Yeah, it’s funny, actually. We saw an online debate last night about this thing called UDIO that came out, AI technology that can write music. And they’re saying, oh, it’s funny now, but look what happened to the artists, where the people are using AI in album covers. Now, is it going to get to a point where AI makes music? Is that going to push humans to make better music? Because we can’t see musicians rolling over and just letting it happen.

“I think about AI a lot. Honestly, it’s really interesting. I was playing with it the other night, actually. Not the music one, but just like the general, one of the older free AI models. But actually, I would say that I think AI could make indiscernible music, that there will come a point where it will be making music that people couldn’t, the average person would not be able to tell the difference. I don’t know about guitar music necessarily, but especially electronic music.”

Oh, electronic music, absolutely.

“We’re sampling a lot. But I think that’s going to be irrelevant. I think intention is going to be way more important. I think that I mean, it might shift the economy of the music. It probably already is, but I don’t think it’s going to act like human beings from it. I think people still want to see humans making music. Absolutely. So, I mean, I guess I’m agreeing with you and disagreeing. Like, I think it will fuck things up, but I don’t think it’s…I just don’t think people are… Like you said, there’s no way people aren’t gonna wanna have art made by human beings. I can tell the record covers that are made by AI.”

Yes, kids are still going to want to mosh and watch a band plug guitars in and fucking let rip, you know?

“Yeah, man. It is what it is. We can’t stop the steel boots of progress.”

Absolutely not. Talking of the steel boots of progress, obviously, you’re hitting the road with Dying Fetus soon, and in the States, are there any plans to hit our shores over here in the UK at all?

“I mean the UK is like top three favourite places for us to tour like ever since we started the band because we’ve always had such a I don’t know what it is, I think we just like came around at a perfect time culturally, I think the UK just is really into extreme music like it just felt so sick from the first, 2011 when we played in London, it was just like, oh my God, there’s people here that like us. At that point, one seven inch. So, it’s super important to us, so I can say it’s pretty mandatory that if we go over to that side of the ocean, we’re gonna play the UK, even if we like, banned ourselves from ever playing in Europe again, we will go to England and Scotland and Ireland, both sides, for the rest of our lives if possible. So, there are no actual plans right now, but we’re definitely coming next year. I mean, it’s mandatory. It’s just so important to us and the shows are so good that we don’t wanna go too often. It’s like a paradox a little bit, I guess. But I want it to stay really special and good because it’s so fucking sick. I love going to England so much.”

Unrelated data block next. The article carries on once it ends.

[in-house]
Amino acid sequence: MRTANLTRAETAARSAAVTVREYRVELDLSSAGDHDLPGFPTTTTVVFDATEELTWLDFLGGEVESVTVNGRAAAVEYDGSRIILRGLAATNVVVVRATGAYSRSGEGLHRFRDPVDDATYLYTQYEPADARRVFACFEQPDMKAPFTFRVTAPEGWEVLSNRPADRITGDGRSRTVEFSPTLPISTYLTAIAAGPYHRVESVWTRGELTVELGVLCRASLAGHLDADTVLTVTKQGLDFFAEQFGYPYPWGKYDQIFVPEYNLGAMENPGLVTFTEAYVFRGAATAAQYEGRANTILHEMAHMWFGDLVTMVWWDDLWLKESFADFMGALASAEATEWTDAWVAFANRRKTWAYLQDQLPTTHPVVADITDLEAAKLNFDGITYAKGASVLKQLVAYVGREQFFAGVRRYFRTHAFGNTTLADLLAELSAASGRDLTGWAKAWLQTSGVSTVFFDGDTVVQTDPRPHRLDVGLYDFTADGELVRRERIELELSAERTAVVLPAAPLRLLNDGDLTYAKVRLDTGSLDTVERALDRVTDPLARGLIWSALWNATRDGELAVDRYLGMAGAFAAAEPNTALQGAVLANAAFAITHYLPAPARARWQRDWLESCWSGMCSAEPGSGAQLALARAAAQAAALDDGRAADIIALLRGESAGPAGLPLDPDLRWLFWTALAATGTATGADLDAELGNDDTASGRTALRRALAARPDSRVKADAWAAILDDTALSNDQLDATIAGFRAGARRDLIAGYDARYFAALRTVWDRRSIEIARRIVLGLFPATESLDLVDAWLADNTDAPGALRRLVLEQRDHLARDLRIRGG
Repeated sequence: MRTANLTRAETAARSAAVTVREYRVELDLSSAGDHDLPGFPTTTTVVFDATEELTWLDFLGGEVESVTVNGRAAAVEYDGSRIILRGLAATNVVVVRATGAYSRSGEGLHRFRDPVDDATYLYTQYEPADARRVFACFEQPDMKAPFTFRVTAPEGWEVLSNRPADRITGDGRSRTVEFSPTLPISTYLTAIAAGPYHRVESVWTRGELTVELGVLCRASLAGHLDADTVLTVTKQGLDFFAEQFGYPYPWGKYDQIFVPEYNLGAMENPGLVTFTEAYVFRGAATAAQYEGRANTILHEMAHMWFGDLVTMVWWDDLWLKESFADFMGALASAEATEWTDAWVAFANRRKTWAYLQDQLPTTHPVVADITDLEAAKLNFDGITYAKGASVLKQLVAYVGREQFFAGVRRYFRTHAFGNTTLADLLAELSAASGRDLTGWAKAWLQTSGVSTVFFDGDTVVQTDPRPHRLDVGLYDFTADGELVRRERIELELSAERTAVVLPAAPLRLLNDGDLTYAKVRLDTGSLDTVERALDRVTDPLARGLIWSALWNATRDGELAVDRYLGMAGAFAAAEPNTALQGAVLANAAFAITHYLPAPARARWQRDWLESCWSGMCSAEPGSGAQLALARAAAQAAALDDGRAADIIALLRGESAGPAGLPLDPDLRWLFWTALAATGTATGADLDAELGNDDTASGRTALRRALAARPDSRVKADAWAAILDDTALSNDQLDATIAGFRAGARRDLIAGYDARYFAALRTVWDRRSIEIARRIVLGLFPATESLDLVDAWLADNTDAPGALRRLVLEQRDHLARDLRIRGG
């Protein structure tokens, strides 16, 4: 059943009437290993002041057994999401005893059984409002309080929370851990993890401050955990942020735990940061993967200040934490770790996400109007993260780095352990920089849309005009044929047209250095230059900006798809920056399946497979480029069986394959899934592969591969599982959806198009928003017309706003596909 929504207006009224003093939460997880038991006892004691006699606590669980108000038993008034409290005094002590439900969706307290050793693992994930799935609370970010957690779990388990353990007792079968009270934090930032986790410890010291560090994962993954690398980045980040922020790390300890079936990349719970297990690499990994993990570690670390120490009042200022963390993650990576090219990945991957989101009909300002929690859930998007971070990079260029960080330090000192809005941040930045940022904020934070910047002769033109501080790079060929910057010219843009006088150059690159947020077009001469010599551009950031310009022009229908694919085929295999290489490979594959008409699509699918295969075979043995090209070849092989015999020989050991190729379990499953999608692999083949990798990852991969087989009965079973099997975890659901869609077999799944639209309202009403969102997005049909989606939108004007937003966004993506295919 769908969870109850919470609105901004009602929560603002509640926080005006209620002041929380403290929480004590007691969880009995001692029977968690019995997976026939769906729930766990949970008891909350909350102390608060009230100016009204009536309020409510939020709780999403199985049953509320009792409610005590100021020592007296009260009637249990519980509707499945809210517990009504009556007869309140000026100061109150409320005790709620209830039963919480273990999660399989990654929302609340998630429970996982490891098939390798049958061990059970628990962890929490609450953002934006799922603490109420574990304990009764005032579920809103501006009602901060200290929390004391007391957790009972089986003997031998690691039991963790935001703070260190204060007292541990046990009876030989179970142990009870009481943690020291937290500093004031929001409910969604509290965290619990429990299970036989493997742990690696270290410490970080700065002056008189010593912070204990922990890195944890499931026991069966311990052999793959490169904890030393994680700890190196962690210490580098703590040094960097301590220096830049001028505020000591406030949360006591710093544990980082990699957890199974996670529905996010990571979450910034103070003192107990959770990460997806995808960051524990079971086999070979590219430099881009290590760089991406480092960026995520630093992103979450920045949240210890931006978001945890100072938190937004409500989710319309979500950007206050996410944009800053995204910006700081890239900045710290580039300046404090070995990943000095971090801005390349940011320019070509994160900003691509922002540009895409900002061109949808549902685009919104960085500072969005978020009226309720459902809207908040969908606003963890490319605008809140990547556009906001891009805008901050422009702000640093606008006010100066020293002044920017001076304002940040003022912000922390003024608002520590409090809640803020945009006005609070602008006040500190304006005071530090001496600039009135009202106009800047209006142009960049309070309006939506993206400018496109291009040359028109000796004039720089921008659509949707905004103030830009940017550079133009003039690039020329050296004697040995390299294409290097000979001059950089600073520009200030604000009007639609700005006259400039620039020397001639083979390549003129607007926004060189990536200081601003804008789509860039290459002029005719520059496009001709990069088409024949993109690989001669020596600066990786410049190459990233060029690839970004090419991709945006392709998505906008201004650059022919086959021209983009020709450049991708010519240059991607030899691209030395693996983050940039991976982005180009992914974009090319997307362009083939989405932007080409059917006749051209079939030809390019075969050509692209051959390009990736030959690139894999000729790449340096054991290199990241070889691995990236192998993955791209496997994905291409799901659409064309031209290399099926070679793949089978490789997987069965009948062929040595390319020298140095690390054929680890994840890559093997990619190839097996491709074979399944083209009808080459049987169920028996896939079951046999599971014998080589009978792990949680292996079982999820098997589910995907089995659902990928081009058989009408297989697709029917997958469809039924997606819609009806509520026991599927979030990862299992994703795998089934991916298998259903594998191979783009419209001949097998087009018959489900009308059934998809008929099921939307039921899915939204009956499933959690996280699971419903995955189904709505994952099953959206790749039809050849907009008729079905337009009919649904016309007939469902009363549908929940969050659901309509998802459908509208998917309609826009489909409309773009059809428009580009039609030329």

That’s so cool to hear.

“Like it’s so fucking sick. I love it, like there’s so many spots and friends and everything. I’m really into it. We all love it!”

Just looking at the schedule for the rest of summer, some amazing festivals are coming up. We’ve got ArcTanGent and things like that, right. Who would have thought this sort of music, as subversive and as extreme as it can be in all its myriad forms, would fill an entire festival?

“It’s good times man! I don’t know what it was like, you know, 20 years ago on that level at all., I’ve watched like Hellfest DVDs, the American Hellfest and all that stuff obviously grew up with it, but it’s hard to have a perspective because the bands that you thought were massive when you were a kid, maybe weren’t. A lot of the shit that I like was pretty fucking small actually and it really makes the world feel small. But I do think we’re witnessing a very strange era and aggressive music in general. And like that has to do with, you know, all across hardcore and metal, like seeing a band like even Turnstile doing the shit that they’re doing. Those dudes are amazing. Or even a metalcore band, like Knocked Loose. Those dudes are really fucking nice, humble, hardworking people that clearly seem to really care about what they’re doing and they’re just playing venues that like I just would never have fathomed. Even Dying Fetus, who I’ve been listening to since I was an actual child, I always thought they were successful. They were, they are, but like they’re huge man. Like it’s just a cool time and that music is like dude, kill your mother, and rape your dog. Like that’s not marketable but here we are. It’s a good time!”

That’s it. Extreme conditions demand extreme responses, man.


Interview By George Miller –

Photo Credits: Zachary Jones